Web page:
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View from the neighbourhood: Imran Khan’s maiden 100

Asia Bibi’s acquittal on charges of blasphemy by the Supreme Court of Pakistan has brought the government into conflict with religious extremists and “caused the government to stumble badly.”

Published: December 3, 2018 12:50:25 am
Imran Khan, Imran Khan pakistan, Imran Khan PTI, Pakistan debt, Asia Bibi, Asia Bibi pakistan supreme court, pakistan news Pakistan Prime Minister Imran Khan

“In truth,” marks the November 30 editorial in Dawn, “any federal government would struggle to make substantive achievements in its first 100 days in office.” However, the “snazzy”, hyperbolic politics of Imran Khan’s PTI has put “undue pressure” on the current ruling dispensation in Pakistan. An event to mark the completion of 100 days of the government on November 29, reflected this facet of the PTI-led government once again: “Nothing particularly new or meaningful about policy matters was revealed and the achievements that were mentioned are modest at best. Indeed, more notable are the crises that the government has had to contend with than its achievements so far.”

First, the financial crisis, which predates Imran Khan’s ascension to office, has been made worse by the “indecision of the PTI’s economic team”. Second, Asia Bibi’s acquittal on charges of blasphemy by the Supreme Court of Pakistan has brought the government into conflict with religious extremists and “caused the government to stumble badly.”

On the foreign affairs front, “hostile governments in the US and India contributed to a difficult foreign climate”. On the domestic front, “The continuation of a bruising style of politics has brought the PTI rulers in conflict with the opposition in parliament and has kept the coalition government in a more precarious political position than it ought to be.”

Politics sans people

Noted Karachi-based political-economist S Akbar Zaidi writes in Dawn on November 30 about a number of events over the last few days in Pakistan that “most forms of progressive movements and politics, or expressions of resistance, have come to a dismal end”.

Zaidi writes: “The humiliation of activists is routine”, and the pillar meant to hold the state to account is faltering: “With a number of well-known, relatively progressive journalists having to leave their position of some importance as anchors or participants in television talk shows, the silencing of even minimal dissent has given way to the worst form of inane chatter on television, where any issue of real relevance is simply brushed aside. The proud tradition of journalists being part of the movement against every dictator has been forgotten as the new order of accommodation and compromise replaces free speech and dissent.”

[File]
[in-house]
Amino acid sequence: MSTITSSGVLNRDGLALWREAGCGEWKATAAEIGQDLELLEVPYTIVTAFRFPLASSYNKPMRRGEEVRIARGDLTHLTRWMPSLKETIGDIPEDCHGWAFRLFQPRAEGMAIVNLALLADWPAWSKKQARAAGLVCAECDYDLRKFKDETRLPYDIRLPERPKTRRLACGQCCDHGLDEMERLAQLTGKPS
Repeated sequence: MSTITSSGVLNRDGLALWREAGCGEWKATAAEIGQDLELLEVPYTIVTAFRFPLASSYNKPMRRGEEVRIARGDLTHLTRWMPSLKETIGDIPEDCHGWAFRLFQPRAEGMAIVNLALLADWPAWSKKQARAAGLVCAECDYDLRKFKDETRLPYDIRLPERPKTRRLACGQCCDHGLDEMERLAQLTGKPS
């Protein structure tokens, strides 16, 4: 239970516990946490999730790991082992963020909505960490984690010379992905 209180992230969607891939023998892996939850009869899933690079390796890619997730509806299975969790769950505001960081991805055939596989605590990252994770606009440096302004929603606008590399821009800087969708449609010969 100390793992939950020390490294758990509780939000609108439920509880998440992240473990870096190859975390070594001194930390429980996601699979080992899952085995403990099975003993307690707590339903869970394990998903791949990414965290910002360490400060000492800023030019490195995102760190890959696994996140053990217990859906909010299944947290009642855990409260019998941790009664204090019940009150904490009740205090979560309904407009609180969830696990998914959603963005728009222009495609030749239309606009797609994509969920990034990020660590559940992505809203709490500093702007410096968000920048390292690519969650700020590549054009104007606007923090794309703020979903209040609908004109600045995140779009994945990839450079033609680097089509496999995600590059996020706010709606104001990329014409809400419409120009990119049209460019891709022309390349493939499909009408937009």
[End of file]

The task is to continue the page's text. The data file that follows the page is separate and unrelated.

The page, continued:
But the greatest example of the phenomenon for Zaidi is the so-called “cleansing” of Karachi. In the name of removing “encroachments”, the city has been gutted. Zaidi writes: “Ironically, for a city which has been dominated by the politics of those who were once the lower middle classes, this absence reveals even more emptiness. While the elite would gather to march against the American consulate being built near a very elitist school or gather for some action to save parts of their favourite beaches, the destruction of the livelihood of many thousands just means better parking spaces for them if they ever venture ‘that side of Clifton bridge’. While Karachi has changed extensively over the last few years in many ways, the end of any kind of civic protest must represent the most dismal of changes.”

Call it a genocide

The December 2 editorial in The Daily Star of Bangladesh calls, once again, for the systematic persecution and killing of the Rohingya in Myanmar to be labelled a “genocide” by “world powers”: “With a consensus growing among human rights groups and other organisations that genocide was indeed committed against the Rohingya people, the US and other world powers must now recognise Myanmar’s anti-Rohingya military operation for what it really was: a deliberate extermination campaign.”

The editorial does “understand that the international community is wary of taking any action that may undermine Myanmar’s civilian government. But at the same time, when it comes to such a grave crisis, the world must prioritise its moral duty over realpolitiking.”

No bar

The November 29 editorial in The Himalayan asserts that the Nepal government’s “booze control plan is simply bizarre”. A new executive order — Control on Production, Sale and Distribution of Alcohol — prepared by the Ministry of Home Affairs is aimed at preventing bars and restaurants from serving alcoholic beverages after 10 pm, restricting alcoholic beverage manufacturers from advertising their products and not allowing liquor stores to sell alcohol after 9 pm. The government “wants” bars and restaurants to serve alcoholic beverages only after 5:00 pm and liquor stores only after 4:00 pm.

The editorial takes the view that “the government must identify the fine line between regulation and control. Any move to control alcohol sale, consumption and marketing needs extensive and informed discussions. By setting time for buying liquor and drinking at bars and restaurants, the government is also trying to take away people’s right to choose, which is tantamount to infringement upon people’s individual liberty”.

A weekly look at the public conversations shaping ideas beyond borders — in the Subcontinent. Curated by Aakash Joshi

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